Why should I feed the birds?

The birds’ natural habitats have changed

There was a time when birds had access to extensive natural food sources and suitable breeding grounds. This is no longer the case.

We humans have become far more efficient. Just think about the process of development and efficiency enhancement that has taken place within farming, forestry, industry, infrastructure and construction over the last 100 years.

Understandably this process has had major consequences for birds in the wild.

They no longer have access to the same natural food resources. Farming techniques have become more efficient, with fields being sown and harvested faster than before. Less goes to waste and the horse that once pulled the cart has long since been replaced by modern farming machinery.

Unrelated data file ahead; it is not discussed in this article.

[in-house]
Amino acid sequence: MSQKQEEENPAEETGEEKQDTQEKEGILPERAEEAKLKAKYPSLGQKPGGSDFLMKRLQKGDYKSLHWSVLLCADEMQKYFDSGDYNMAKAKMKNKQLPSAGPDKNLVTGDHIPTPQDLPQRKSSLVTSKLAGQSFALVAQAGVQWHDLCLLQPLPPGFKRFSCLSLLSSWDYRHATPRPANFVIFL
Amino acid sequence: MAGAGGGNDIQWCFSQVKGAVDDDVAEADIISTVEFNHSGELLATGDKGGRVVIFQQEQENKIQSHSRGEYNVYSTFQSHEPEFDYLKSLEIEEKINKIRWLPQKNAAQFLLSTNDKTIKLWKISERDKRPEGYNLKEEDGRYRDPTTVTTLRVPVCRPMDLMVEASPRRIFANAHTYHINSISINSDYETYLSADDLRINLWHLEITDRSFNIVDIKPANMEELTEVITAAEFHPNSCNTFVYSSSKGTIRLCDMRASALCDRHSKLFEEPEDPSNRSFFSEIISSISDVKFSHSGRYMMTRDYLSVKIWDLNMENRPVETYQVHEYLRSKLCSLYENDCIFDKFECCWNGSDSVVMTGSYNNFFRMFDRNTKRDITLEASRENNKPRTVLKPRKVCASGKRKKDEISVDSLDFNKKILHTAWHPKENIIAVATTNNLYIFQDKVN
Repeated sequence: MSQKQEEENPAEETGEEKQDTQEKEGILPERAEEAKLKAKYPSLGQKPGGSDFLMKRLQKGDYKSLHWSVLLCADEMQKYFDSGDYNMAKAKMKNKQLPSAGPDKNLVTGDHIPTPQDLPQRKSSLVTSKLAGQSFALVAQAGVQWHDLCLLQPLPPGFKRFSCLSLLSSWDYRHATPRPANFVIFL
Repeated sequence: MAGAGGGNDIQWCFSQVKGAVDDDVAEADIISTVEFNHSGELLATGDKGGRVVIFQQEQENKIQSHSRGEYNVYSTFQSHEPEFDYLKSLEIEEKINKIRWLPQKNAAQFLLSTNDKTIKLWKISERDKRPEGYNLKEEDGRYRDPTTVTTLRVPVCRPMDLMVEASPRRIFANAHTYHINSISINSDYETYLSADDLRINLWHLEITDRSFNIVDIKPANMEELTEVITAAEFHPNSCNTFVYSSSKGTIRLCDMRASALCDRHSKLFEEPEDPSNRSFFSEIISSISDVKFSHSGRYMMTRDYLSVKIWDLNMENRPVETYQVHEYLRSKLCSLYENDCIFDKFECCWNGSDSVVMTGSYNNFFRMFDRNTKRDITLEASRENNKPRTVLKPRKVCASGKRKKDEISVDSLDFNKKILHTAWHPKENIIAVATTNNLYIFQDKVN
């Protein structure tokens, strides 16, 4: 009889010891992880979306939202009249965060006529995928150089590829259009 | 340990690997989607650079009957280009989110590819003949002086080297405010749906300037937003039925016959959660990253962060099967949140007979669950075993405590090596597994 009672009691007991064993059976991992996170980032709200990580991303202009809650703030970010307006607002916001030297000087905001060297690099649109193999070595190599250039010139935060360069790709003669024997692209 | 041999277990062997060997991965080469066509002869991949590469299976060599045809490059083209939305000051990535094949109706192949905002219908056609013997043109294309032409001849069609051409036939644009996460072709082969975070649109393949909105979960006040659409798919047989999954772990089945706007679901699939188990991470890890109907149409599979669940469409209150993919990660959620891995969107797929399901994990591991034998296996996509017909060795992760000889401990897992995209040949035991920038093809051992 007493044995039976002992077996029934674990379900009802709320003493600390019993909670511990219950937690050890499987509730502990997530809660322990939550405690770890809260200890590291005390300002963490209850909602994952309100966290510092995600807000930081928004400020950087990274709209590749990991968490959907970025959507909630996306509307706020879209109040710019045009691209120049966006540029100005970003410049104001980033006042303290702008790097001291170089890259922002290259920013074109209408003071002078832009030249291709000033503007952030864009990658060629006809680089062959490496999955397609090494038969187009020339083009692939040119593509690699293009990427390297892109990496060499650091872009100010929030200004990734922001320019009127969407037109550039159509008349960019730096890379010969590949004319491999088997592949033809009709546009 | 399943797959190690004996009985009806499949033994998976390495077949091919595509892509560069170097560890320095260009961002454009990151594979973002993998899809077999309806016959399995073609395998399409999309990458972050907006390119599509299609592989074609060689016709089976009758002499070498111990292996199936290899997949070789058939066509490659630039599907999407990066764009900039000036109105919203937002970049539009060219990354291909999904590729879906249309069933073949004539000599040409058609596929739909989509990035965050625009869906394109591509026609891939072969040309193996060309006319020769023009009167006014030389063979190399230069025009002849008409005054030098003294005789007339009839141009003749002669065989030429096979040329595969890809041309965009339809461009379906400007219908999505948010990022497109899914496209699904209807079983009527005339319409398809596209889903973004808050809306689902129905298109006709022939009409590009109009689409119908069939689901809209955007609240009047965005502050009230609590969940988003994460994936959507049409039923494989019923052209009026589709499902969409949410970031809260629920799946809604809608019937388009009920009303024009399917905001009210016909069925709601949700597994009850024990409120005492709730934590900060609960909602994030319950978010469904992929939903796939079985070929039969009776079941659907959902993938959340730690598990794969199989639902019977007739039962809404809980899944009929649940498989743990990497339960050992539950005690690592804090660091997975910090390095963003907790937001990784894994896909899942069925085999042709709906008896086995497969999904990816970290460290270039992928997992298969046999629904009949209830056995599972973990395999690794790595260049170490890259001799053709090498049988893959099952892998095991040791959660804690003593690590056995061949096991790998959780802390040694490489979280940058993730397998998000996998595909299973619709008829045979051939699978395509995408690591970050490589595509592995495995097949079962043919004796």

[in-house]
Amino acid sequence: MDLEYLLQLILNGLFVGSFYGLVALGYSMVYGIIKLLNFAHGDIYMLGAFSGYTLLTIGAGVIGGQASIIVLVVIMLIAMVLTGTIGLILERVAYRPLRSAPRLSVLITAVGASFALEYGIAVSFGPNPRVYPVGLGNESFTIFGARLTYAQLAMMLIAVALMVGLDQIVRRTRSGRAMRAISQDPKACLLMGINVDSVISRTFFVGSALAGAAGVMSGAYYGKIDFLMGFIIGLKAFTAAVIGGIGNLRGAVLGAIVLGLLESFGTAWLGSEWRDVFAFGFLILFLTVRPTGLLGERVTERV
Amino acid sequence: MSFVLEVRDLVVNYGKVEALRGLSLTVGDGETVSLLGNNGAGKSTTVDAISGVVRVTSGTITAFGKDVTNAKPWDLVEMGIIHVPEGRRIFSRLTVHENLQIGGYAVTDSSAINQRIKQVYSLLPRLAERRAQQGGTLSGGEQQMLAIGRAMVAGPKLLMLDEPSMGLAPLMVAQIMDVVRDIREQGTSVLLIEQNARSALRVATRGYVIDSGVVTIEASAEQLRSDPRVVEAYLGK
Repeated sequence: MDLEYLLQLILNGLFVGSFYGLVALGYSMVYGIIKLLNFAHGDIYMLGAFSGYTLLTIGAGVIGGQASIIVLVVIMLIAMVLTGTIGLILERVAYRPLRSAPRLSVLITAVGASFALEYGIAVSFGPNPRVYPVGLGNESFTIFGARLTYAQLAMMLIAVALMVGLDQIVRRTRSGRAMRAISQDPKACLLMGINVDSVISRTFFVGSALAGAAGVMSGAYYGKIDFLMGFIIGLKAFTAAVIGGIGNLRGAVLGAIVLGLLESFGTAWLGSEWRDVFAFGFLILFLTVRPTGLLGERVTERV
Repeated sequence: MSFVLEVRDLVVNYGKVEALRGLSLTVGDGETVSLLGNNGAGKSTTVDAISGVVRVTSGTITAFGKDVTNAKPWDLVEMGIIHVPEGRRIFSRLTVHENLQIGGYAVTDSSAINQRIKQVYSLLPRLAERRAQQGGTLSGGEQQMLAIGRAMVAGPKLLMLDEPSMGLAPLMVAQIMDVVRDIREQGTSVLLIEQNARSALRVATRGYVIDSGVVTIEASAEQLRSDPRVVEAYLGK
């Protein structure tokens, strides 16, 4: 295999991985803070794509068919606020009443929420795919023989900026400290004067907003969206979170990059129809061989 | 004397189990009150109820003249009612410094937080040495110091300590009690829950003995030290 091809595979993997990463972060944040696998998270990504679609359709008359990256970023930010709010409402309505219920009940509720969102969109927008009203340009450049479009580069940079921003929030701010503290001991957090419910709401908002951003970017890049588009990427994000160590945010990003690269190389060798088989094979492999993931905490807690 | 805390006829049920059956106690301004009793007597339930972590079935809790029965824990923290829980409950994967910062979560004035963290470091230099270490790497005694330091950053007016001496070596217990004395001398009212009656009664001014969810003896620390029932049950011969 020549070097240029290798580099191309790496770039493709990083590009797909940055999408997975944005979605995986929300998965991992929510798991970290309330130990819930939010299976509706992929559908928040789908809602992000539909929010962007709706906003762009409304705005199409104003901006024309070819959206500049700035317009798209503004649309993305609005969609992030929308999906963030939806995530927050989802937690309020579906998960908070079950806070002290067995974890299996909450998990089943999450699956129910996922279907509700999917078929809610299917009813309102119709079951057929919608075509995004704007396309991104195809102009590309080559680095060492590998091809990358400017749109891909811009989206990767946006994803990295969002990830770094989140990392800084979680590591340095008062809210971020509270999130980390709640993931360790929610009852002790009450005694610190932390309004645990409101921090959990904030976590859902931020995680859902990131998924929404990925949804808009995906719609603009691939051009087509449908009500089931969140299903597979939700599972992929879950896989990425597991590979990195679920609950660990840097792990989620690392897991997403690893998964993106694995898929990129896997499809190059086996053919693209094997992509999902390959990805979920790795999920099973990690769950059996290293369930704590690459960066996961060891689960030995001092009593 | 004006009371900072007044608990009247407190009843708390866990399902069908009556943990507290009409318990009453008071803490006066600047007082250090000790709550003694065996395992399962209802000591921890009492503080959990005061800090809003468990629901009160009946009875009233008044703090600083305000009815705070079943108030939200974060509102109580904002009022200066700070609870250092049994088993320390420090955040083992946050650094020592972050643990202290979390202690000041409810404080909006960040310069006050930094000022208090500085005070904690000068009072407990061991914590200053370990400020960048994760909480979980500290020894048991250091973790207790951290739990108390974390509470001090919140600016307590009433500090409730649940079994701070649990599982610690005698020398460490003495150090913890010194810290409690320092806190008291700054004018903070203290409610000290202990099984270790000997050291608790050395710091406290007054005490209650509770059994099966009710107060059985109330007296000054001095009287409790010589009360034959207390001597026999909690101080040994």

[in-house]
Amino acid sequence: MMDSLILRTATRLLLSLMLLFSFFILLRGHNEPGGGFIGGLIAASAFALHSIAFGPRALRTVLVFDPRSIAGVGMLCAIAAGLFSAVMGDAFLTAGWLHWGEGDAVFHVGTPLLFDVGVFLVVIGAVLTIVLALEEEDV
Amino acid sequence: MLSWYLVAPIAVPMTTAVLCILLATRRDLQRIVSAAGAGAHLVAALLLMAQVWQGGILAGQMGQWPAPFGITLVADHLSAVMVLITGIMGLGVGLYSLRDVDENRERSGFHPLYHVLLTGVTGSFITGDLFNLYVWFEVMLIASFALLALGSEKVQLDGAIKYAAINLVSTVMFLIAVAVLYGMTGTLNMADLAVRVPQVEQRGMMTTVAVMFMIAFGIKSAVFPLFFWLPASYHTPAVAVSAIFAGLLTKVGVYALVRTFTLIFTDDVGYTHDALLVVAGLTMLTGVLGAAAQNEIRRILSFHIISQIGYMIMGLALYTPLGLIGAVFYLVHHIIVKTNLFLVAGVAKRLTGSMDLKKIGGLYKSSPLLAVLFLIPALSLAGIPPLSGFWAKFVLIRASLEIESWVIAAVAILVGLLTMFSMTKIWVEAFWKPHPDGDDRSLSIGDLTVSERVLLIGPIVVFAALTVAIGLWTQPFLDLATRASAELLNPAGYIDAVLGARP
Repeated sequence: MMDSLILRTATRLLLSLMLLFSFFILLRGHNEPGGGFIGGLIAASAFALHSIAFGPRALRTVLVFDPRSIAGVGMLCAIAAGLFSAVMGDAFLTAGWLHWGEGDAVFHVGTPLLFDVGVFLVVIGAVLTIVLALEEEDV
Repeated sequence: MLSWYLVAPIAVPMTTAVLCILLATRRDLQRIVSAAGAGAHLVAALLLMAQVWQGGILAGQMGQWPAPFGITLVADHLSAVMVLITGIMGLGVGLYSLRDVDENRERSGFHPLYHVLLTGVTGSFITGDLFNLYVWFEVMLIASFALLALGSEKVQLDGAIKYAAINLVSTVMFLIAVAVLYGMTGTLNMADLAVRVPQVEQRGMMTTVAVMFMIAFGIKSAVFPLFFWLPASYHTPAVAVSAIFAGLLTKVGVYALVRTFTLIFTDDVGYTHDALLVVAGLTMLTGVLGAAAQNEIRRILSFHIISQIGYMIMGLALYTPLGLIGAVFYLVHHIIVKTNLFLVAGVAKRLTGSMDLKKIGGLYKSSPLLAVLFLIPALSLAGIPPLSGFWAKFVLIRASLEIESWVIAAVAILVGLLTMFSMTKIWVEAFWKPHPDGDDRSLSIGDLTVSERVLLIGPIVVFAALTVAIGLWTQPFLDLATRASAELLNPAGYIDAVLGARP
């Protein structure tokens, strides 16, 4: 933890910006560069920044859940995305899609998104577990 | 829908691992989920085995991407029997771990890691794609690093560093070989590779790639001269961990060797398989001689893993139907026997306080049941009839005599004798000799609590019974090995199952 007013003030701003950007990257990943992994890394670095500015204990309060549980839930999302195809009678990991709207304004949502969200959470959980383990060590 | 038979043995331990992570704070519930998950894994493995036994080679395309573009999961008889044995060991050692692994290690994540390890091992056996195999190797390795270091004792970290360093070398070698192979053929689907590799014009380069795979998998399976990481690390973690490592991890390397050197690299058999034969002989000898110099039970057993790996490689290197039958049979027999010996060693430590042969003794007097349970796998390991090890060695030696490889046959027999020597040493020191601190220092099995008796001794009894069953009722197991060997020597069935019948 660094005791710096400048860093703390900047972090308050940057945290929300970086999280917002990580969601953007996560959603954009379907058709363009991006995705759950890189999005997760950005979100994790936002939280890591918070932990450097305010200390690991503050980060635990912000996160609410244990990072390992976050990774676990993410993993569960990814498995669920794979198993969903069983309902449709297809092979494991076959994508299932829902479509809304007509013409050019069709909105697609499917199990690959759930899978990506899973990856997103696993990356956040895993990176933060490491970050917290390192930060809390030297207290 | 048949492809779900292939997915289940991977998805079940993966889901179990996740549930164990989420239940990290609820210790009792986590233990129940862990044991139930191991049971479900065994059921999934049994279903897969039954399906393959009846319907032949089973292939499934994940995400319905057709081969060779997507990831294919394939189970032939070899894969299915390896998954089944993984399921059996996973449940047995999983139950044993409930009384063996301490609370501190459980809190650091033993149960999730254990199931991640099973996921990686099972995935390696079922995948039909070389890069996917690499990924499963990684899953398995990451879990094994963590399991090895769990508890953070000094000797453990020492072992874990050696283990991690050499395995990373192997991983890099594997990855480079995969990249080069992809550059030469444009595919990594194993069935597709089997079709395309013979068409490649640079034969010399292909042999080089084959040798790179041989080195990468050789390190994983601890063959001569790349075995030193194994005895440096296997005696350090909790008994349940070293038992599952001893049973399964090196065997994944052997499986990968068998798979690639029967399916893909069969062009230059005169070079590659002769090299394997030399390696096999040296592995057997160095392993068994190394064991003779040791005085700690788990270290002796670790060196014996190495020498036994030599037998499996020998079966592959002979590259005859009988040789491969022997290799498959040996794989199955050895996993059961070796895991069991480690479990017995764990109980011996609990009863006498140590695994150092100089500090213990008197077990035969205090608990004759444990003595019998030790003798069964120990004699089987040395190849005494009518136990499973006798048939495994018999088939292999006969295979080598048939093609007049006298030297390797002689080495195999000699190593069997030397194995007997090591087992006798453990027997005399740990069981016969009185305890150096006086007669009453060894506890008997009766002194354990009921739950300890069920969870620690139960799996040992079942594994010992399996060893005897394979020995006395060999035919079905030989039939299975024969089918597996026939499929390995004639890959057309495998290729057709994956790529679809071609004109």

Forestry enhancement also plays an important role in the depletion of natural bird habitats. Birds no longer have the same degree of access to old hollow tree trunks, their preferred choice of habitat. We humans fell the old trees in order to plant new ones.

Many areas of woodland and natural beauty have disappeared in our efforts to create a more efficient society.

The cities, too, have undergone major change. We have built new roads, industrial estates, high-rise buildings and houses with nearby parks and gardens that meet our modern requirement for efficiency and minimal maintenance. Our modern streamlined buildings do not offer the birds the same eaves and nooks and crannies in which to build their nests.

This development has resulted in a depletion of natural bird habitats. It is harder for the birds to find food, suitable habitats and nesting grounds.

Added to this, we are experiencing severe climate change, which naturally has a major impact on the bird population. The milder winters mean that an increasing number of birds are postponing or altogether forgoing migration to warmer southerly climates. When winter suddenly hits Europe and certain other parts of the world as it did in late December 2009 and early 2010, the birds suddenly find themselves in dire straits. They cannot find food and need our help to survive.